The Economist

But the inversion runs deeper than this. Each of us has two primary domains in our lives; the private, personal part of our life and the collective, public persona. By its very nature freedom is personal; it is the freedom to move, freedom to associate, freedom to express, freedom of ideas and faith,  the opportunity to be creative, excellent and to be of service to those around us. It is the freedom to love, to be compassionate and to direct our own feet along the path of our inner lives. It is the freedom to make choices, take responsibility for their consequences and to both give and receive forgiveness. Freedom is essentially the power to give unique meaning to each and everyone of our lives.

While at the same time whenever we engage in our work, businesses or any kind of political or collective life we are immediately confronted with the need to fit in. There are always policies, rules and laws to abide by, standards and procedures to follow, customs and conventions to observe. We willingly sacrifice our individual freedom of action in this domain because in return we receive the immensely greater benefits of civilised society.

These distinctions are important because they mirror a constant and largely ignored dichotomy underpinning political life – the divide between the authoritarian and the libertarian. Easily entranced as we are by surface appearances we’ve been comfortable debating the old left-right economic argument, but rarely addressed ourselves to this hidden, emotive power. For here is the underlying inversion – that the natural domain for the libertarian impulse lies in defending personal freedom ; while the authoritarian finds a legitimate outlet in planning, ordering and improving our collective economic life. At some point around 1980 this natural arrangement was thoroughly turned on it’s head.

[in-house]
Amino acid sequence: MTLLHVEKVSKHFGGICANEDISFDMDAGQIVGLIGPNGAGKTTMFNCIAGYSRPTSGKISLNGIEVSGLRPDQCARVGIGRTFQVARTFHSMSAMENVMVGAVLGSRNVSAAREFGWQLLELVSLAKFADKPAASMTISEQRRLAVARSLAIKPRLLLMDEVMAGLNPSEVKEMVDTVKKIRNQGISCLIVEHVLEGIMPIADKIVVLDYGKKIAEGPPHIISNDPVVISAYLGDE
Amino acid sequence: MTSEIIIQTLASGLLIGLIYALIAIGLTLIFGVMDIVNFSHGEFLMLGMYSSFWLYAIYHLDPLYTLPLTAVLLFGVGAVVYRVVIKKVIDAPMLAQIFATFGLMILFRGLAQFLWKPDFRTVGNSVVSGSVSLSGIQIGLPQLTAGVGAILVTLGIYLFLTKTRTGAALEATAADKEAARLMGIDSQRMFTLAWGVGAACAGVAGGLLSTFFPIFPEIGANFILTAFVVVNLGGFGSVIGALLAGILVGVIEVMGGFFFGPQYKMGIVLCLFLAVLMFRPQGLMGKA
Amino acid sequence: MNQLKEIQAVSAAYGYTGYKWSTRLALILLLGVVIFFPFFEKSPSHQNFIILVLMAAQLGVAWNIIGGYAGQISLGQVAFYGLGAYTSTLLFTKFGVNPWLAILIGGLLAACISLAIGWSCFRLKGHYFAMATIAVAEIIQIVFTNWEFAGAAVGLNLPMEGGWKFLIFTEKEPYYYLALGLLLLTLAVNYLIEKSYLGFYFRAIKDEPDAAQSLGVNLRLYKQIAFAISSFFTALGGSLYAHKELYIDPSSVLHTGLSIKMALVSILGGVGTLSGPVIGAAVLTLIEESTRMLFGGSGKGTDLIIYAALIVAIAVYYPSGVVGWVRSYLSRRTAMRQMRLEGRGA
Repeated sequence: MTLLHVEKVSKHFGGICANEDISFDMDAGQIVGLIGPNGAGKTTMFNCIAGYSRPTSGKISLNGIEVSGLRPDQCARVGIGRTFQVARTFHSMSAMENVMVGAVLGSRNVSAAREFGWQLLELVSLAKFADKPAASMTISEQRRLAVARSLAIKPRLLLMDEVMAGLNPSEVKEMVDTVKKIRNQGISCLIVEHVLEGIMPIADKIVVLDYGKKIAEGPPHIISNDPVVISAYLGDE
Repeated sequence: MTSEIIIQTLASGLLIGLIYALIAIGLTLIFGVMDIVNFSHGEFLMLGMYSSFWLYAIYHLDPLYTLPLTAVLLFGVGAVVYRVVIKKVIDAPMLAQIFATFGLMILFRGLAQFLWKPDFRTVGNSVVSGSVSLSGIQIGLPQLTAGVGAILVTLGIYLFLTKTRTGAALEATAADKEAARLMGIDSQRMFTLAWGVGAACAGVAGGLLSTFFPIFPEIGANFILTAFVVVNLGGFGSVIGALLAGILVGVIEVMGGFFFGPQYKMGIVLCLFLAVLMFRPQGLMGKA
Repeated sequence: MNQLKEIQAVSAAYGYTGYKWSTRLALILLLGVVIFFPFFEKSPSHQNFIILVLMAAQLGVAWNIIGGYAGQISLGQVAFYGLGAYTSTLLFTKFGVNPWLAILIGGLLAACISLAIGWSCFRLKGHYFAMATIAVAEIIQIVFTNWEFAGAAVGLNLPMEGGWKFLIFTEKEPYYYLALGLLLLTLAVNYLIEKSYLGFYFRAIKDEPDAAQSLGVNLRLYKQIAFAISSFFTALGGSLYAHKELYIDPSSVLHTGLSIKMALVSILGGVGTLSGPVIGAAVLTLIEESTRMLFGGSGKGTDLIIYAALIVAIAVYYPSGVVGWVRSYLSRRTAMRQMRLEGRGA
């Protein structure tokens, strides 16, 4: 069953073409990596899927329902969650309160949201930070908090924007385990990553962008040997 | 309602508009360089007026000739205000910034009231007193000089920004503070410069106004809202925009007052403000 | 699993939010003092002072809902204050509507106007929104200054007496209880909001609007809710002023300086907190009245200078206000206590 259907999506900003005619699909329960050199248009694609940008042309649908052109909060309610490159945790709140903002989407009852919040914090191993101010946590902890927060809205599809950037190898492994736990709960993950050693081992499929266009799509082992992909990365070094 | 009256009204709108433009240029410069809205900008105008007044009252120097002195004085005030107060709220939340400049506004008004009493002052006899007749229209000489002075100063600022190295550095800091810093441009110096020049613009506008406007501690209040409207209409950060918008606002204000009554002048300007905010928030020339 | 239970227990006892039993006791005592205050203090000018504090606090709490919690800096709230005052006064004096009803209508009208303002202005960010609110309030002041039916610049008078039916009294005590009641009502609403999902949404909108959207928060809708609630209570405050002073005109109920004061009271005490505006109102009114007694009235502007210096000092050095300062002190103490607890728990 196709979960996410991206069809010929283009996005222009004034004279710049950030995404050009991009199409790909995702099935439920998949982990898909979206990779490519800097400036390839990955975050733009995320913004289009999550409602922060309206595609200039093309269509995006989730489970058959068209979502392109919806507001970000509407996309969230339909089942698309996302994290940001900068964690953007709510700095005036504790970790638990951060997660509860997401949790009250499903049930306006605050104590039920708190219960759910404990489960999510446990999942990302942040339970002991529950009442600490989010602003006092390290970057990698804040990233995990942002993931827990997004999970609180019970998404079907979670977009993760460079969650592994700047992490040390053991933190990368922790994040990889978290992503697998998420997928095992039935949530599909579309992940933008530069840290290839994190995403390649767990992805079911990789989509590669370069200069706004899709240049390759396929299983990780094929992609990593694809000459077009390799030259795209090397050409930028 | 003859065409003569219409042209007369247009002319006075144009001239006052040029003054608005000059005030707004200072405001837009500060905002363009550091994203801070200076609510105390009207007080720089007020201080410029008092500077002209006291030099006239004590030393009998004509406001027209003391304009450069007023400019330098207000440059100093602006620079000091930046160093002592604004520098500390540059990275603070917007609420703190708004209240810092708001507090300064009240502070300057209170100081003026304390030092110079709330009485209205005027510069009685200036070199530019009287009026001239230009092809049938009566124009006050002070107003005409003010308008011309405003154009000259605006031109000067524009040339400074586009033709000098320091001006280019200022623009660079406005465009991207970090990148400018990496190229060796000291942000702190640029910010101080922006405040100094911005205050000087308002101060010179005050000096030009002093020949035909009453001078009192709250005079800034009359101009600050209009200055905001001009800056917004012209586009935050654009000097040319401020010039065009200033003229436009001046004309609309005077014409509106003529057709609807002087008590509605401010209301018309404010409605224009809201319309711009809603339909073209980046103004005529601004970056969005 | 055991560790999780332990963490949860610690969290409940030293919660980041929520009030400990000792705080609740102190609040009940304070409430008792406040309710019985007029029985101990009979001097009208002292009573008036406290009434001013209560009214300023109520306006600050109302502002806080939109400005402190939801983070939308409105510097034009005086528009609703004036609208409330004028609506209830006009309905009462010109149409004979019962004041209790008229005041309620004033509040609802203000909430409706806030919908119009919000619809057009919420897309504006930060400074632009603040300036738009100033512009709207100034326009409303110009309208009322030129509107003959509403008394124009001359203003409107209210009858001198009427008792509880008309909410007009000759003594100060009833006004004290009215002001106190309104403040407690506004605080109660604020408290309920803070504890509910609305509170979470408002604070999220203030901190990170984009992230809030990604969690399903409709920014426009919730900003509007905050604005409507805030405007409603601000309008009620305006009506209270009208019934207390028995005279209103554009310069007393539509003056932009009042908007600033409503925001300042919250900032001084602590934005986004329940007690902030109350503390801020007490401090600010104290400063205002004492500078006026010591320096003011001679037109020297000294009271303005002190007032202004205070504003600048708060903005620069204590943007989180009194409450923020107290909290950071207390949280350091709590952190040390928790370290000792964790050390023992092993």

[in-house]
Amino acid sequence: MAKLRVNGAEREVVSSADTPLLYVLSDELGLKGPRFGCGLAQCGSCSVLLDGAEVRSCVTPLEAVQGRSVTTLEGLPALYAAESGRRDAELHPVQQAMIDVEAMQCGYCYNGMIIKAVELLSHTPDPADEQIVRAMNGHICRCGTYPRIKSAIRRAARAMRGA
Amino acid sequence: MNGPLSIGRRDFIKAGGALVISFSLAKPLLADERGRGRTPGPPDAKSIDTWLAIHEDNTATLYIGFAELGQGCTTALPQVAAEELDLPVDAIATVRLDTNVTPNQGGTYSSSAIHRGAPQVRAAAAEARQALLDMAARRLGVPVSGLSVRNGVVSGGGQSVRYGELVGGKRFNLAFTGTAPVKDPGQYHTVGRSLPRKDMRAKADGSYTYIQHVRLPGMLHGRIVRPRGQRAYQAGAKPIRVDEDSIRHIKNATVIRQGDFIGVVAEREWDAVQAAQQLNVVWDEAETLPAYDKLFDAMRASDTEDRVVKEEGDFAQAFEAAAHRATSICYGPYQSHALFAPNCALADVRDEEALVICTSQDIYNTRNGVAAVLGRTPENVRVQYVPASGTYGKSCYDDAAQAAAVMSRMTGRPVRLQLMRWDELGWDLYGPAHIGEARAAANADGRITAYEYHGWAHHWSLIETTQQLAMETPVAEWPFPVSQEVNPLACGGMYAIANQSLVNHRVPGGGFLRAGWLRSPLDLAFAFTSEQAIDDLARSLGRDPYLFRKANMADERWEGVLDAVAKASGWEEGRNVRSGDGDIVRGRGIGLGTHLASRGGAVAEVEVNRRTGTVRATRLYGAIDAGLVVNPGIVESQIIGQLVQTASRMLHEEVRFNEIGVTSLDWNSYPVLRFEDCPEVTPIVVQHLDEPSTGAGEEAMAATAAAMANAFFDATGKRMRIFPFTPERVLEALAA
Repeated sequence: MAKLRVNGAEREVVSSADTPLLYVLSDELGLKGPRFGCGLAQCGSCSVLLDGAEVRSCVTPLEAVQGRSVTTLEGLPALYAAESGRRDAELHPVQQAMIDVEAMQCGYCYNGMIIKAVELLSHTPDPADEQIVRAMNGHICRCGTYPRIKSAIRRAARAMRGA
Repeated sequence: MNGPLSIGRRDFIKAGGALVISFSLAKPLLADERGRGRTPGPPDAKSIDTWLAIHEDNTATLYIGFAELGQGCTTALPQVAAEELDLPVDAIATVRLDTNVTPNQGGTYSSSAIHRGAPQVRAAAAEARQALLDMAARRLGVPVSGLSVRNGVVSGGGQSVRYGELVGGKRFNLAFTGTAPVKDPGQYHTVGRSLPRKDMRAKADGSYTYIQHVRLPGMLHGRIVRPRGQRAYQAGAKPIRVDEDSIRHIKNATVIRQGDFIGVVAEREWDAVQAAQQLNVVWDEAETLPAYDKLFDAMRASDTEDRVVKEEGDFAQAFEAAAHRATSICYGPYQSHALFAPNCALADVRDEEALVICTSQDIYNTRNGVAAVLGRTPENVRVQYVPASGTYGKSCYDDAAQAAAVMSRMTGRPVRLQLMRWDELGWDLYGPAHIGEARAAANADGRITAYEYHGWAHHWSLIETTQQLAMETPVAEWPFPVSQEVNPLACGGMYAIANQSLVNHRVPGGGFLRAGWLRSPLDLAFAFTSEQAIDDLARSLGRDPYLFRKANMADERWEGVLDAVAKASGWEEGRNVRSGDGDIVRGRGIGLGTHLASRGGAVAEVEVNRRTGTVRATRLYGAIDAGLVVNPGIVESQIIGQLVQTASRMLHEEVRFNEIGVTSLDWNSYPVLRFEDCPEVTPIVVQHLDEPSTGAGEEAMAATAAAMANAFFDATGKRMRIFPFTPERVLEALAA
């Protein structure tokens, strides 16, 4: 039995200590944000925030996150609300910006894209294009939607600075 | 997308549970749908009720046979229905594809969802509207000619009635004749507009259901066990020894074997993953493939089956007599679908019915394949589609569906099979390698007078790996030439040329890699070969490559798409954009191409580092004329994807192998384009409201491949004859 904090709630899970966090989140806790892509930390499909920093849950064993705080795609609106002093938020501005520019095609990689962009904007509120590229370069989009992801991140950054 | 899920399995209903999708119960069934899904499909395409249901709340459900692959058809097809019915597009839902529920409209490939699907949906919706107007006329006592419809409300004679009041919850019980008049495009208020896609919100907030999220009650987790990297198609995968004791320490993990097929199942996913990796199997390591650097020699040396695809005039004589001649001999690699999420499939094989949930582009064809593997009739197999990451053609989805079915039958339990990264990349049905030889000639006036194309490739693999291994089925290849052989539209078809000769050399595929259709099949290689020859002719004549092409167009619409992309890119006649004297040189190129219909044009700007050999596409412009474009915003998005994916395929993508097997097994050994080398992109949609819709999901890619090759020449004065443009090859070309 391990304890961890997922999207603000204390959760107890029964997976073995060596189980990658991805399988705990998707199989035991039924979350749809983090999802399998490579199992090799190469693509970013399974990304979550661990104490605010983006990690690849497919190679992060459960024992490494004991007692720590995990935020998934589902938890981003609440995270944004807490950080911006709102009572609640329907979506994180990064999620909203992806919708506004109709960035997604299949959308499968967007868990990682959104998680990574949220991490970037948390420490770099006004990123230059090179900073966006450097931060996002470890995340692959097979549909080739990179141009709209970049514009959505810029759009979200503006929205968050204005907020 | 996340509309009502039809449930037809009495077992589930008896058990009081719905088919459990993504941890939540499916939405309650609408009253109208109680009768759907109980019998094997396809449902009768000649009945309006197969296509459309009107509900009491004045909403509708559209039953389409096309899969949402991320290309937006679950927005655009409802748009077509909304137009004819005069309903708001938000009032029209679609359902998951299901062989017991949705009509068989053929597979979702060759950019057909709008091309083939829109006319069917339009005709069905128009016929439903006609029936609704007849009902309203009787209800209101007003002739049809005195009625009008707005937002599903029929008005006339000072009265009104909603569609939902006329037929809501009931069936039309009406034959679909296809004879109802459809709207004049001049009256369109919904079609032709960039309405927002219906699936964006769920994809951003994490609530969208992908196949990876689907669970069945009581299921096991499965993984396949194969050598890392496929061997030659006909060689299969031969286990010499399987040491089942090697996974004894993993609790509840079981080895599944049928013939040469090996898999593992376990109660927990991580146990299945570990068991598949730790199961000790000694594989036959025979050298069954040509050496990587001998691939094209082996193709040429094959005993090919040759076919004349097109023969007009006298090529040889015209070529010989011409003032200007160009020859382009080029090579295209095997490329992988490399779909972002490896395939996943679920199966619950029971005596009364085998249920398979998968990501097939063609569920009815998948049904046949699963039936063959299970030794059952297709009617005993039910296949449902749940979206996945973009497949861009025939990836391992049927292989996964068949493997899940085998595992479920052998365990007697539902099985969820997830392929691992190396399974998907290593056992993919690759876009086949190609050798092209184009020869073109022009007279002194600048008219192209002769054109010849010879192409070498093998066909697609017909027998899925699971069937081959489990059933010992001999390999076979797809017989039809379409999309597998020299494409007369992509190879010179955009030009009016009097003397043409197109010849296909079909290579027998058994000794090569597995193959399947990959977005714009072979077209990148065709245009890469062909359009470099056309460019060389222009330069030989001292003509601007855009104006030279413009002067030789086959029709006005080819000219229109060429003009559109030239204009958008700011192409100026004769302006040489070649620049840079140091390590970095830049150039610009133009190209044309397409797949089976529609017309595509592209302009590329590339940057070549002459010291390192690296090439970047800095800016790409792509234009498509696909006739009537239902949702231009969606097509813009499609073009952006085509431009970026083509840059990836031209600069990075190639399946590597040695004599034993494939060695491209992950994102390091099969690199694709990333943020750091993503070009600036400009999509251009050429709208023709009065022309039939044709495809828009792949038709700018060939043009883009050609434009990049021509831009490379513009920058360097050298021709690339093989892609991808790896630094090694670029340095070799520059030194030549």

The idea of choice was sold to us as the ‘freedom to shop’, and as Galbraith describes, that markets became the sole and legitimate expression of human need to be ‘free’. While a bit of competition is a good and necessary thing,  this a terribly limited thing compared to political freedom and democratic process on the one hand, and personal human needs on the other. Galbraith “argues how amazing it is that the real meaning of freedom in every normal sense was replaced by this narrow view of ‘market freedom’.  Amazing as it is that this nonsense could last so long and run so deep” . Furthermore I argue this bogus libertarian usurpation of our collective life has been paralleled by an insidious invasion of the authoritarian impulse into the realm of the personal where it does not belong.

In one sense there is nothing terribly new about this, we have always tended to judge ourselves by our intentions and others by their actions. But as the brouhaha over Len Brown recently demonstrates; we’ve no longer much scruples about collectively invading individuals personal and family lives, commenting, evaluating and judging, trampling our own metaphorically muddy boots over inner sanctums. First radio, then television  and even more potently the net has seen us gradually blur, and now erase the boundaries between personal and public. It is as if a sort of ‘neo-Victorian’ prudishness is wrapping it’s tentacles around our minds. (Of course was  all hypocritical cant – the Victorians were always as robust and earthy as any generation. They just raised denial about it to a particular art form.)